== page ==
Contemporary Japan 28, No. 2
Issue editors: Steffen Heinrich & Tobias Söldner
As Japan’s declining birthrate has been perceived as a major menace to its society since the 1990s, pronatalist policy approaches are again a source of social and political concern. This paper focuses on a number of political measures involved in ameliorating low birthrates – measures that emphasize the necessity of educating individuals about reproduction and fertility in order to enable them to make informed decisions. Investigated will be the question of how the new trend in the narrative of countermeasures focusing on education about reproduction can be evaluated, particularly regarding the question of how the notion of “autonomy” is to be understood in this context. The reference points in this deliberation are two dimensions of autonomy that have been carved out in various fields of scholarship: (i) autonomy as empowerment and (ii) autonomy as a neoliberal government technology. Furthermore, and constituting an additional level, are the issues of how gender is depicted in this narrative, and how its representation has to be evaluated in the context of autonomy. The argumentation is based on the analysis of the political narrative on pronatalist policy, concrete examples of its implementation, as well as contributions from sources critical of the policy.
Keywords: autonomy, education, family planning, low birthrate, reproduction
In praise of iron grandeur: the sensibility of kōjō moe and the reinvention of urban technoscape
Since the late 1980s, sci-fi fans and machinery aficionados in Japan have expressed their fascination with factories, projecting an imagination that sites of industrial facilities are simulacra of futuristic urban technoscape portrayed in Hollywood films. Although factory watching used to be an activity for a limited population, in the past decade organized factory night tours are becoming increasingly popular in Japan. This type of tour has expanded public interest in factories located on coastal industrial zones as a form of popular leisure-time activity. Widely known as kōjō moe (‘factory infatuation’), fans have elevated plants to objects for aesthetic appreciation. This mutation of value corresponds to an emergence of metaphysical durability of social objects as theorized by Michael Thompson’s (1979) Rubbish Theory. In the context of postwar Japan, those industrial factories have become, in Marilyn Ivy’s (1995) term, a significant form of cultural industry that complements the absence of local identity. A second driving force of kōjō moe is the contemporary digital technology that has altered the viewer’s experience of industrial factories. The circulation of digitally manipulated images provokes nostalgic sentiments and attracts the viewer to factory night tours. In the context of economic demise and gradual transition to postindustrial society, industrial factories represent the previous age of material grandeur. Alongside, kōjō moe has set forth longlasting artistic values of them as cultural capital.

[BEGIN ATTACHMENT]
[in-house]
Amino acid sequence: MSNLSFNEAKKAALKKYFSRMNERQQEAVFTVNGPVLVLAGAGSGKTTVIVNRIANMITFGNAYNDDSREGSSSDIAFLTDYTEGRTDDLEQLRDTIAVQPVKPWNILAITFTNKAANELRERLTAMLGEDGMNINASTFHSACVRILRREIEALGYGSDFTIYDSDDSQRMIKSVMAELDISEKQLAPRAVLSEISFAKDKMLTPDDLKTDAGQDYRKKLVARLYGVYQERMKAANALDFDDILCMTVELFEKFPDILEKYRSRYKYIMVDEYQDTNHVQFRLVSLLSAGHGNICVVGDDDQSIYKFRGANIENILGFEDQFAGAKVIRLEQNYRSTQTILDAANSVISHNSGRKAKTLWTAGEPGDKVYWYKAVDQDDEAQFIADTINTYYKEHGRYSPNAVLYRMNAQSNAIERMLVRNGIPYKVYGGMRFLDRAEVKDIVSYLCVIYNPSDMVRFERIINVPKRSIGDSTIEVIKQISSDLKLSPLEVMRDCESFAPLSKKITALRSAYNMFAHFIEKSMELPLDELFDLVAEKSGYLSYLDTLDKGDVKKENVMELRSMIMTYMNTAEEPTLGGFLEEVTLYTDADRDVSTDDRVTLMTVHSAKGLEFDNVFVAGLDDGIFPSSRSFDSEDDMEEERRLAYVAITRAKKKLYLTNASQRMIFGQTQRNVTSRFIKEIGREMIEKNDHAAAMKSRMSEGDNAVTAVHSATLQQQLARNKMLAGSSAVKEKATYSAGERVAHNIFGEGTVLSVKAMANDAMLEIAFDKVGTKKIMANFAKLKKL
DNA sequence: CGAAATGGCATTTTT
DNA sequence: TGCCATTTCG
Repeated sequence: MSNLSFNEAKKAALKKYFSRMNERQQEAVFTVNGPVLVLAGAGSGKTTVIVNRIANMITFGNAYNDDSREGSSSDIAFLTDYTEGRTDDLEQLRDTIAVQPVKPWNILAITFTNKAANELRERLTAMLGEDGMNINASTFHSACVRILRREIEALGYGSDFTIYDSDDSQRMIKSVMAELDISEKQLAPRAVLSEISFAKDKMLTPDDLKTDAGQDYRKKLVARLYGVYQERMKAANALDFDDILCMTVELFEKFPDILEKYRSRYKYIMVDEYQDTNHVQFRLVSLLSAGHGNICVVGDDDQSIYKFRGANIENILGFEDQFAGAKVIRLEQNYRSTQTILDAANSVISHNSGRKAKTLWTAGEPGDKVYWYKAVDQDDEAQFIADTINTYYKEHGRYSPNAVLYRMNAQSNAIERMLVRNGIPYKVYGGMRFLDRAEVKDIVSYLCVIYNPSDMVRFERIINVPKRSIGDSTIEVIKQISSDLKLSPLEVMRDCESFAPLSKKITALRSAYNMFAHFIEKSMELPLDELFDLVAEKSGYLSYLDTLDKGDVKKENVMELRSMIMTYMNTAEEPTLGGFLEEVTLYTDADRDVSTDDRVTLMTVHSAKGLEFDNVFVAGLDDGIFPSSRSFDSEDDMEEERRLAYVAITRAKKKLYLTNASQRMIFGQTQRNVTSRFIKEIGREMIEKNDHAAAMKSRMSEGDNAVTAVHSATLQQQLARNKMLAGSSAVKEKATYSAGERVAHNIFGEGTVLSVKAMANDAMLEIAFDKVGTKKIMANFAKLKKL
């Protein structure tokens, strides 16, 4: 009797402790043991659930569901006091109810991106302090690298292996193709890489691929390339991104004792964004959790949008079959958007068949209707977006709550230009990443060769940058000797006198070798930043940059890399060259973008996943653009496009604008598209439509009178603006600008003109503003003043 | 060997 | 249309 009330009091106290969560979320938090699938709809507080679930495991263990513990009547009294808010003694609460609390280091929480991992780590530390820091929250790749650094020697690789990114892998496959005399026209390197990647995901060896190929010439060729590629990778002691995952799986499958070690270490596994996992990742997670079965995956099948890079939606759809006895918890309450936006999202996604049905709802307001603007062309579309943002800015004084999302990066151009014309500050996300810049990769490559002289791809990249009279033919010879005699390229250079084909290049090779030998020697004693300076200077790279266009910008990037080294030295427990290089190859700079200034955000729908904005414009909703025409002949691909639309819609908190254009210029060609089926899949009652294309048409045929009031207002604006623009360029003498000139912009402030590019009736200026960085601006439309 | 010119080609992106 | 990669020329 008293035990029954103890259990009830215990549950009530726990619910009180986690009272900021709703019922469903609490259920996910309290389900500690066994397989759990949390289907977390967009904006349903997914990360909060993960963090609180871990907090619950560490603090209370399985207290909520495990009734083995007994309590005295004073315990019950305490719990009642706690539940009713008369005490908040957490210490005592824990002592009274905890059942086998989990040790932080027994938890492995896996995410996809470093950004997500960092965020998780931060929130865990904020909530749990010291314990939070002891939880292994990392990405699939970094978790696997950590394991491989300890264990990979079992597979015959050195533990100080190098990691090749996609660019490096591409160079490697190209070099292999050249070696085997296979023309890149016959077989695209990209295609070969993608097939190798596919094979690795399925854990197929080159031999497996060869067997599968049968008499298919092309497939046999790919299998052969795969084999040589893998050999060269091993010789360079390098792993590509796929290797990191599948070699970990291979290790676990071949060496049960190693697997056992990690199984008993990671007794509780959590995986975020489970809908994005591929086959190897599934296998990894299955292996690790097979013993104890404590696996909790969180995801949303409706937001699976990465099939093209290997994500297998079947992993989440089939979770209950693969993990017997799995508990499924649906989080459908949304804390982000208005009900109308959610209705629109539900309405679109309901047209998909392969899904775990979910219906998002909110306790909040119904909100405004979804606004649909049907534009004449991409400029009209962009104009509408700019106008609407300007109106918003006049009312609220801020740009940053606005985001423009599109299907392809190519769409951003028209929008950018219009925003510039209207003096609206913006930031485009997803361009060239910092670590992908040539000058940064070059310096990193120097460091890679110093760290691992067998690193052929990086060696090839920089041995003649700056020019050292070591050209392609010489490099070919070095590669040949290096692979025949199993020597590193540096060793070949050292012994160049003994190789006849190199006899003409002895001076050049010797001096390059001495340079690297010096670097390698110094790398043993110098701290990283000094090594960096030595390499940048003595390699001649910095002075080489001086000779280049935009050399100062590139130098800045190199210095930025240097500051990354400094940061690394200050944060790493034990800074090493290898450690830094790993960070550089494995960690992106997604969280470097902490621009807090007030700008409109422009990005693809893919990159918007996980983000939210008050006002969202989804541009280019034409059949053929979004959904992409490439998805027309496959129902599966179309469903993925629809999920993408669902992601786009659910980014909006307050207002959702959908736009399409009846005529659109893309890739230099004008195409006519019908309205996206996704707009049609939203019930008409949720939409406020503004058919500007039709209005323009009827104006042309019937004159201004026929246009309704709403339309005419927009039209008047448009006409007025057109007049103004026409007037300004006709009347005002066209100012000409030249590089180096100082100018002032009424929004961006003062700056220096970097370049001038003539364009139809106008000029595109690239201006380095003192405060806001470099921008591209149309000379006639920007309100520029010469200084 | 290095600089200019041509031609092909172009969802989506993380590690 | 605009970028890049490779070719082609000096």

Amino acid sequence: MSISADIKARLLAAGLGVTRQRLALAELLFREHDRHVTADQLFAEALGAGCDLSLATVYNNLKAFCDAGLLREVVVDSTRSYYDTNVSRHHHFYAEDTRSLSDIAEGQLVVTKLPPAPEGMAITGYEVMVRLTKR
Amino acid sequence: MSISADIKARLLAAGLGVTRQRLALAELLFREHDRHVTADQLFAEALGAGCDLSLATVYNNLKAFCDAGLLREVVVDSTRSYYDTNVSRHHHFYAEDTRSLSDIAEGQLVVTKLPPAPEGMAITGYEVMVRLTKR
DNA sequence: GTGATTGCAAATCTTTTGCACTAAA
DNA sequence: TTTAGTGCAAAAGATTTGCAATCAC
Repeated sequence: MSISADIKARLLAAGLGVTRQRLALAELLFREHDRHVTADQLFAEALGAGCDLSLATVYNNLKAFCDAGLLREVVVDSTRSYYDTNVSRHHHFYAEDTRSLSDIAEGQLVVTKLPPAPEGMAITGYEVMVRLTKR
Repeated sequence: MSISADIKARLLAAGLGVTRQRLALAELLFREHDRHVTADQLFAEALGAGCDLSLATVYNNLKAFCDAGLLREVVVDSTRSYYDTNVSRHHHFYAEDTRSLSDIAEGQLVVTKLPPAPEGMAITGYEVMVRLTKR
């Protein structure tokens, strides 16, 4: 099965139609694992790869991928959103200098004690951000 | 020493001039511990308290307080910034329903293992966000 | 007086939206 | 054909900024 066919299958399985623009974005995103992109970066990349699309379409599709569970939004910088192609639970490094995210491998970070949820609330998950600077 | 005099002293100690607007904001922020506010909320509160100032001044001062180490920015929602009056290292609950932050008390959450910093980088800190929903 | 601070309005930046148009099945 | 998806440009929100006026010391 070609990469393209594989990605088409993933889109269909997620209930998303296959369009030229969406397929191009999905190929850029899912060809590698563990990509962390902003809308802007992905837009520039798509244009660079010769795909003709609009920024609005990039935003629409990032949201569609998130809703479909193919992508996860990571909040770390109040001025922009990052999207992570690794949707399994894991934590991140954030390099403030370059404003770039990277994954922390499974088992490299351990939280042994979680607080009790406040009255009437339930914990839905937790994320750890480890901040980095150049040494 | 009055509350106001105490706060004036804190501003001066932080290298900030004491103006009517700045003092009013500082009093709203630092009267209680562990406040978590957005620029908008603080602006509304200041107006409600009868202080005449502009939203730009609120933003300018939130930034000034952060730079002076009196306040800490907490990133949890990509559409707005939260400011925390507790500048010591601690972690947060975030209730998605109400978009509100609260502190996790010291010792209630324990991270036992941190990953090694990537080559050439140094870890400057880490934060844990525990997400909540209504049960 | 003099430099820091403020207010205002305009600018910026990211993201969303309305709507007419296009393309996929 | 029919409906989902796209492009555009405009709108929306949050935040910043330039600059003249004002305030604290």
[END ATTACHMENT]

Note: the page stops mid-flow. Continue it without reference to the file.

Keywords: kōjō moe, urban landscape, factory tourism, rubbish theory, photography
Children with disabilities in the Japanese school system: a path toward social integration?